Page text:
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World Cup: Continental crisis hits Italy, too

June 21, 2010 |  7:36 am

Let's recap the past few days in European soccer, shall we?

First a listless, discordant French team was beaten by Mexico, 2-0, on Thursday, leaving it winless, goalless and virtually hopeless heading into its World Cup group finale. So rather than fight on, the team staged a mutiny, refusing to practice Sunday.

Then, England failed to score a goal against Algeria on Friday, leaving it on the brink of elimination in the first round for the first time since 1958. That provoked a crisis that led to a team meeting that was either a) peaceful b) heated c) not really a meeting at all or d) all off the above.

And now the defending World Cup champion Italians are imploding after two ties, the last against lowly New Zealand in a match that the Kiwis actually led for a time. And the problem stretches beyond the Azzurri players in South Africa, according to Italian football federation chief Giancarlo Abete.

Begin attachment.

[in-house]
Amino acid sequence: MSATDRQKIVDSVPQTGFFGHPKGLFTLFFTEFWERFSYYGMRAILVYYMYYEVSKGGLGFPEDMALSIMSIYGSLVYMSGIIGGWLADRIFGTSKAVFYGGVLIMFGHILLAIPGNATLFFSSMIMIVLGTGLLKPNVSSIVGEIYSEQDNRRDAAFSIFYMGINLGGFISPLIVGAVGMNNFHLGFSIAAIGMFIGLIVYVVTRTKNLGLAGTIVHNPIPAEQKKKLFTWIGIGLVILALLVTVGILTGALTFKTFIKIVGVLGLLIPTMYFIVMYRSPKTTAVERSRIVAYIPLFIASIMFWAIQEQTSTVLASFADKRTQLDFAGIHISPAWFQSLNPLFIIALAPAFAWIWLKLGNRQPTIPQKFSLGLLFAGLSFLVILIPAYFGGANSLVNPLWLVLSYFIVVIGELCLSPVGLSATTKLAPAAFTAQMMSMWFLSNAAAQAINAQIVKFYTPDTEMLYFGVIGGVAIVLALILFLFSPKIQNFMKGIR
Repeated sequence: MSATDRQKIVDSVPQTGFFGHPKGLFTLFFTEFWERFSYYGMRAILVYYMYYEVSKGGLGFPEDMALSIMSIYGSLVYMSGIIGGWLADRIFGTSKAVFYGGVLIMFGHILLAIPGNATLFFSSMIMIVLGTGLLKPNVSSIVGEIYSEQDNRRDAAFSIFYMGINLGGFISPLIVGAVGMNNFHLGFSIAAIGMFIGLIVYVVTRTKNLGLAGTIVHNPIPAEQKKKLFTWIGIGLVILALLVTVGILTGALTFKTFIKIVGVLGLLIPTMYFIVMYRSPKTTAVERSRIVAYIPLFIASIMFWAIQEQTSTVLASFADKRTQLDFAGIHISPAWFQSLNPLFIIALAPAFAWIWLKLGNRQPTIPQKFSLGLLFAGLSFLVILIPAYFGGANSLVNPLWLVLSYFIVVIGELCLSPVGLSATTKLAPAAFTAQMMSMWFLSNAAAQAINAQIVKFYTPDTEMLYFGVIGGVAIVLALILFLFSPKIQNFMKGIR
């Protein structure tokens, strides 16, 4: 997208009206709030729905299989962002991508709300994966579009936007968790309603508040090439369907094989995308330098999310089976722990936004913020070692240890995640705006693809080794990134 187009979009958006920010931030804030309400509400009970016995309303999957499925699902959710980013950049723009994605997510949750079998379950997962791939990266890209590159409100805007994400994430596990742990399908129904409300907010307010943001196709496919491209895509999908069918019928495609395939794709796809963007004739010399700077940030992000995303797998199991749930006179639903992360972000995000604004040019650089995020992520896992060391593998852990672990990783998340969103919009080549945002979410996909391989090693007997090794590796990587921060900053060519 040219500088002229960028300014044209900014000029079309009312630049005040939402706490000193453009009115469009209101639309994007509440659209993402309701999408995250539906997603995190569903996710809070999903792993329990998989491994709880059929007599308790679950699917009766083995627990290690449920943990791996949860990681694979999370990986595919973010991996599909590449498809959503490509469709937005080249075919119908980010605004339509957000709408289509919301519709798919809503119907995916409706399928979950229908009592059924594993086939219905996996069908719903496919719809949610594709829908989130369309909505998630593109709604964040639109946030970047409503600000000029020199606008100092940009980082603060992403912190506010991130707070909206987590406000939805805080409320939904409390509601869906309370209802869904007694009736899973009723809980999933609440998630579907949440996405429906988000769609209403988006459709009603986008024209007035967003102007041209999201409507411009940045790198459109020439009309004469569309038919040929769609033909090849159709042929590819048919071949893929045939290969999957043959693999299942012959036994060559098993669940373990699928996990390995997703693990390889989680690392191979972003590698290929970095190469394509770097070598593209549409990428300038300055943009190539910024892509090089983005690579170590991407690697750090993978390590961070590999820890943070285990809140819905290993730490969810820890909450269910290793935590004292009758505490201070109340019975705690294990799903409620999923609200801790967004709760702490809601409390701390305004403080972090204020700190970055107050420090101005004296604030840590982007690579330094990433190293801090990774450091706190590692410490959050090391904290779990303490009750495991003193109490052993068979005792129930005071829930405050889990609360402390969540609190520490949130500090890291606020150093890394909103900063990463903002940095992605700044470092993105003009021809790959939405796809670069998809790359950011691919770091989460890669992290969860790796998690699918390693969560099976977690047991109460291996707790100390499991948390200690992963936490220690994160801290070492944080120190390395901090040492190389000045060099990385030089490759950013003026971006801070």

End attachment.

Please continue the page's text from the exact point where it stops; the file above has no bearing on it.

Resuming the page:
"It's a problem we're going to have to reflect on after this World Cup. But it's not a problem related to one or two specific players," Abete told the Associated Press on Monday, referring to Italy's two goals in two World Cup games. "We don't have any Golden Ball-level players anymore. It's a larger problem with Italian football. We're going through a generational change. There are also problems at the youth level and the under-21 team."

Midfielder Daniele De Rossi scored against Paraguay and forward Vincenzo Iaquinta converted a penalty kick against New Zealand. Many of the most dangerous scoring chances have been produced by midfielders -- with Riccardo Montolivo hitting the post against New Zealand. That has earned Coach Marcello Lippi wide criticism for never even considering calling up talented but temperamental strikers Antonio Cassano and Mario Balotelli.

Italy needs to beat Slovakia in its final Group F match Thursday to be sure of advancing. Paraguay leads the group with four points, Italy and New Zealand have two apiece and Slovakia is last with one point.

"If anyone isn't worried, they're not being responsible," Abete said. "But we can still qualify quite easily. We've got to stay positive."

Italy has scored five goals in its last seven matches, and only one forward has found the target in open play: Fabio Quagliarella in a 1-1 draw with Switzerland in a pre-World Cup friendly.

"We're not scoring much and therefore when we allow goals it becomes much tougher to turn the game around," Abete said. "We have a problem finishing. All the European teams are having problems."

If Italy and New Zealand both draw by the same score in their final group games, a coin toss will decide which side advances.

"I'm aware of the rule, but I don't even want to contemplate that possibility," Abete said.

-- Kevin Baxter in Johannesburg, South Africa